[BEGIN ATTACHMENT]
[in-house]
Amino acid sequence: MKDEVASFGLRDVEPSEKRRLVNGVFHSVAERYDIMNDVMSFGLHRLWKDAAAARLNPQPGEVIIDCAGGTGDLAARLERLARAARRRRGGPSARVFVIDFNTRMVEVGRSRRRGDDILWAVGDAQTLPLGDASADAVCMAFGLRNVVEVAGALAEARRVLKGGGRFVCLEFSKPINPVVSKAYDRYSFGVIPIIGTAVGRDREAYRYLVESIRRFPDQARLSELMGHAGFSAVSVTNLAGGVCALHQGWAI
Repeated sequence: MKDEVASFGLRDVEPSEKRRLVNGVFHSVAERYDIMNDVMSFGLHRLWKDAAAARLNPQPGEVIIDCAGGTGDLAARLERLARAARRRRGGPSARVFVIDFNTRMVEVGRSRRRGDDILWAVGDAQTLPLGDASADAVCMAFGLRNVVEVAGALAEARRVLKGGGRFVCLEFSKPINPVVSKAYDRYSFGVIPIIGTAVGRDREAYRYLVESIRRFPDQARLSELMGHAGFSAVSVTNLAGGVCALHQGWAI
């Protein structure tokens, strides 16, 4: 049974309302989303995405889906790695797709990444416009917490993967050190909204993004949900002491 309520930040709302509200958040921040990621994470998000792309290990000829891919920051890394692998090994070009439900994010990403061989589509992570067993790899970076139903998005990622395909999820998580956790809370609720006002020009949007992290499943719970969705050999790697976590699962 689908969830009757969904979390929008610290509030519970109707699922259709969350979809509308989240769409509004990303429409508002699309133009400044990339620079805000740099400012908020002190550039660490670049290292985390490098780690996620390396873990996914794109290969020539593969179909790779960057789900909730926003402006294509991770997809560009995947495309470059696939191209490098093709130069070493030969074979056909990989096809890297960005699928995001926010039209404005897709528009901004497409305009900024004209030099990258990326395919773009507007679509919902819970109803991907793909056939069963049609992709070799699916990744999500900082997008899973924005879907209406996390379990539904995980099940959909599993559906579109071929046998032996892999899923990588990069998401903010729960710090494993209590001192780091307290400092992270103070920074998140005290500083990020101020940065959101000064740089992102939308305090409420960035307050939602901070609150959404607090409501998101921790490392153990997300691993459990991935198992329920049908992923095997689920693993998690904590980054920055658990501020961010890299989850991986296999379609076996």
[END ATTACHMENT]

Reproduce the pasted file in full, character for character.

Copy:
[in-house]
Amino acid sequence: MKDEVASFGLRDVEPSEKRRLVNGVFHSVAERYDIMNDVMSFGLHRLWKDAAAARLNPQPGEVIIDCAGGTGDLAARLERLARAARRRRGGPSARVFVIDFNTRMVEVGRSRRRGDDILWAVGDAQTLPLGDASADAVCMAFGLRNVVEVAGALAEARRVLKGGGRFVCLEFSKPINPVVSKAYDRYSFGVIPIIGTAVGRDREAYRYLVESIRRFPDQARLSELMGHAGFSAVSVTNLAGGVCALHQGWAI
Repeated sequence: MKDEVASFGLRDVEPSEKRRLVNGVFHSVAERYDIMNDVMSFGLHRLWKDAAAARLNPQPGEVIIDCAGGTGDLAARLERLARAARRRRGGPSARVFVIDFNTRMVEVGRSRRRGDDILWAVGDAQTLPLGDASADAVCMAFGLRNVVEVAGALAEARRVLKGGGRFVCLEFSKPINPVVSKAYDRYSFGVIPIIGTAVGRDREAYRYLVESIRRFPDQARLSELMGHAGFSAVSVTNLAGGVCALHQGWAI
């Protein structure tokens, strides 16, 4: 049974309302989303995405889906790695797709990444416009917490993967050190909204993004949900002491 309520930040709302509200958040921040990621994470998000792309290990000829891919920051890394692998090994070009439900994010990403061989589509992570067993790899970076139903998005990622395909999820998580956790809370609720006002020009949007992290499943719970969705050999790697976590699962 689908969830009757969904979390929008610290509030519970109707699922259709969350979809509308989240769409509004990303429409508002699309133009400044990339620079805000740099400012908020002190550039660490670049290292985390490098780690996620390396873990996914794109290969020539593969179909790779960057789900909730926003402006294509991770997809560009995947495309470059696939191209490098093709130069070493030969074979056909990989096809890297960005699928995001926010039209404005897709528009901004497409305009900024004209030099990258990326395919773009507007679509919902819970109803991907793909056939069963049609992709070799699916990744999500900082997008899973924005879907209406996390379990539904995980099940959909599993559906579109071929046998032996892999899923990588990069998401903010729960710090494993209590001192780091307290400092992270103070920074998140005290500083990020101020940065959101000064740089992102939308305090409420960035307050939602901070609150959404607090409501998101921790490392153990997300691993459990991935198992329920049908992923095997689920693993998690904590980054920055658990501020961010890299989850991986296999379609076996």